JPMorgan posts trading surge, surprise jump in banking fees
JPMorgan Chase's traders and investment bankers emerged from a messy third quarter with a few surprise wins.
Fixed-income trading revenue jumped 25% and investment banking fees posted an unexpected increase, the company said Tuesday in a statement. That led the corporate and investment bank division to its best third quarter in three years.
JPMorgan seized on some late-quarter volatility in fixed-income markets, pushing trading revenue higher than what Chief Executive Jamie Dimon had forecast just a few weeks earlier.
And even as global trade tensions weighed on cross-border dealmaking and companies from WeWork to Endeavor Group Holdings shelved plans for initial public offerings, JPMorgan managed a 9% increase in banking fees on the strength of debt and equity underwriting.
“JPMorgan stacks up very well relative to its competitors in the U.S, particularly in the capital markets area,” Fred Cannon, an analyst at KBW, said in an interview on Bloomberg Television.
Shares of the company rose 1.8% to $118.50 in early New York trading. They’ve jumped 19% this year.
Dimon tempered expectations for trading revenue last month, saying he wasn’t “jumping for joy” at the prospect of a 10% jump in the metric because the gain is compared with a weak third quarter in 2018. The actual increase was 14%.
The strength in fixed-income trading was offset by a surprise 5% decline in equity-trading revenue, to $1.5 billion, which the bank blamed on derivatives. Analysts had been expecting a 5% increase.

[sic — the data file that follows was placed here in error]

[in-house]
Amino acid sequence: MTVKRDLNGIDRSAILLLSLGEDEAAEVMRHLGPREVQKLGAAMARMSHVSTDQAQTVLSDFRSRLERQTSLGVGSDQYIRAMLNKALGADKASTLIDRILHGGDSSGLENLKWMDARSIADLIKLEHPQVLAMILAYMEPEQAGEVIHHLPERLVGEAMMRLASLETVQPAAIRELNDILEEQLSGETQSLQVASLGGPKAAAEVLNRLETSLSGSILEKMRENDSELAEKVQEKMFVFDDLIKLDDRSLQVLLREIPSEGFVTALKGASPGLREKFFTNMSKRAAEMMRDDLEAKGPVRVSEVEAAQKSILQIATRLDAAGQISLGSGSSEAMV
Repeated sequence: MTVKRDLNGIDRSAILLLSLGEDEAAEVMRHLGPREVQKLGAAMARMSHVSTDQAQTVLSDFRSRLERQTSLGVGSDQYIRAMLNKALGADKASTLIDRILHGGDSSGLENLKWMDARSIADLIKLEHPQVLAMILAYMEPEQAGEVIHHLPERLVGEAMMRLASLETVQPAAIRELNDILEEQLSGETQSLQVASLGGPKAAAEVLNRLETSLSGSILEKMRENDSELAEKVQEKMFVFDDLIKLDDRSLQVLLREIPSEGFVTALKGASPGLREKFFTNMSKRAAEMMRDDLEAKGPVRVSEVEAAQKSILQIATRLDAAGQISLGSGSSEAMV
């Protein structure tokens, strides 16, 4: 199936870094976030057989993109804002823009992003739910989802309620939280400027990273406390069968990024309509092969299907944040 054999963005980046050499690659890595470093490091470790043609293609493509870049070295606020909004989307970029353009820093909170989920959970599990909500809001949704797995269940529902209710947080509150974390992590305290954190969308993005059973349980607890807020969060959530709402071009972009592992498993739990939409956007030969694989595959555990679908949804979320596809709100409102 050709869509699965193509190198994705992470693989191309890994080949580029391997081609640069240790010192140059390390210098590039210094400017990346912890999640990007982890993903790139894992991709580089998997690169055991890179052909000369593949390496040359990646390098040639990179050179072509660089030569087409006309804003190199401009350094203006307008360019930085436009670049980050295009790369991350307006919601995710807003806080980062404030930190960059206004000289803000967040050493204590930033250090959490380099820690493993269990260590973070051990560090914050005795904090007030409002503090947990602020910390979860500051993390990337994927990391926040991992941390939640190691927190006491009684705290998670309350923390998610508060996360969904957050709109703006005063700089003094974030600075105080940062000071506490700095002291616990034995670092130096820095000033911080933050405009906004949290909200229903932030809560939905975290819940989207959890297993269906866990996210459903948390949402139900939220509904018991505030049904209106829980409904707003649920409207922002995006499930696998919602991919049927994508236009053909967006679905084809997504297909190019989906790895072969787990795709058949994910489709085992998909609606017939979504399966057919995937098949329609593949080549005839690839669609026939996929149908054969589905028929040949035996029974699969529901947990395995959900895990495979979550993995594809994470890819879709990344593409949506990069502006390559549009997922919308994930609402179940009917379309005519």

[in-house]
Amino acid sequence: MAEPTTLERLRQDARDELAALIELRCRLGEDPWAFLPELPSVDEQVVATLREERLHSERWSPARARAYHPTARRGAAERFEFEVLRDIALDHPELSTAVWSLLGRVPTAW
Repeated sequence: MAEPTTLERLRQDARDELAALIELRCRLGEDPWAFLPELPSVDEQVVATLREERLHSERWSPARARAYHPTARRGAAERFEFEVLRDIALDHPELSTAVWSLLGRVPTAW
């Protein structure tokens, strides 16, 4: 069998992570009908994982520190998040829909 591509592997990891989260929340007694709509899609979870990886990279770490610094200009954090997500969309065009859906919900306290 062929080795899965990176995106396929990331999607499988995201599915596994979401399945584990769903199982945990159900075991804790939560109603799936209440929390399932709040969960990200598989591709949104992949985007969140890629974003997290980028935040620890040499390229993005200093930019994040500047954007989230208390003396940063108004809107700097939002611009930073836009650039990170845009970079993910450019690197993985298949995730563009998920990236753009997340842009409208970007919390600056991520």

JPMorgan had been expected to benefit from a pullback by Deutsche Bank in equities. The bank has been investing in electronic technology and sharpening its focus on trade execution, trying to unseat Morgan Stanley as Wall Street’s top stock-trading shop.
Repo rates surged late last month, providing an opportunity for banks to profit from the swings that left hedge funds and broker-dealers scrambling for cash.
Wall Street trading desks have been struggling to revamp their businesses as a shift to passive investing, struggles among hedge funds and moves to cheaper electronic trading have made banks’ securities units less profitable. The five biggest U.S. banks saw a collective $5 billion drop in trading revenue in the first half of the year.
Investment banking fees rose 8.7% to $1.98 billion thanks to stronger-than-expected results from the bank’s capital markets team. Fees from helping companies raise money through bond deals and stock offerings increased 18% to $1.47 billion. Fees from advising on mergers and acquisitions slumped 13% to $506 million, worse than expectations for a 7% drop.
The bank’s book of what it considers core loans contracted for only the second time since the Federal Reserve started increasing interest rates in 2015. Average core loans fell to $900.6 billion from $905.8 billion in the previous quarter, driven by decreased lending in the consumer and investment banking divisions. Loans to medium-sized companies and to clients of its asset and wealth management group increased.
Other key results:
- Net income rose 8% to $9.08 billion, or $2.68 a share, from $8.38 billion, or $2.34, a year earlier. That beat the $2.46 average estimate of 20 analysts surveyed by Bloomberg.
- The firm’s consumer banking unit posted a 7% increase in revenue as investments to open up branches in new states started to yield returns.
- Net charge-offs at the bank surged 33% to $1.37 billion from $1.03 billion last year.
The bank lowered its guidance for this year’s noninterest expense to $65.5 billion from an earlier estimate of less than $66 billion.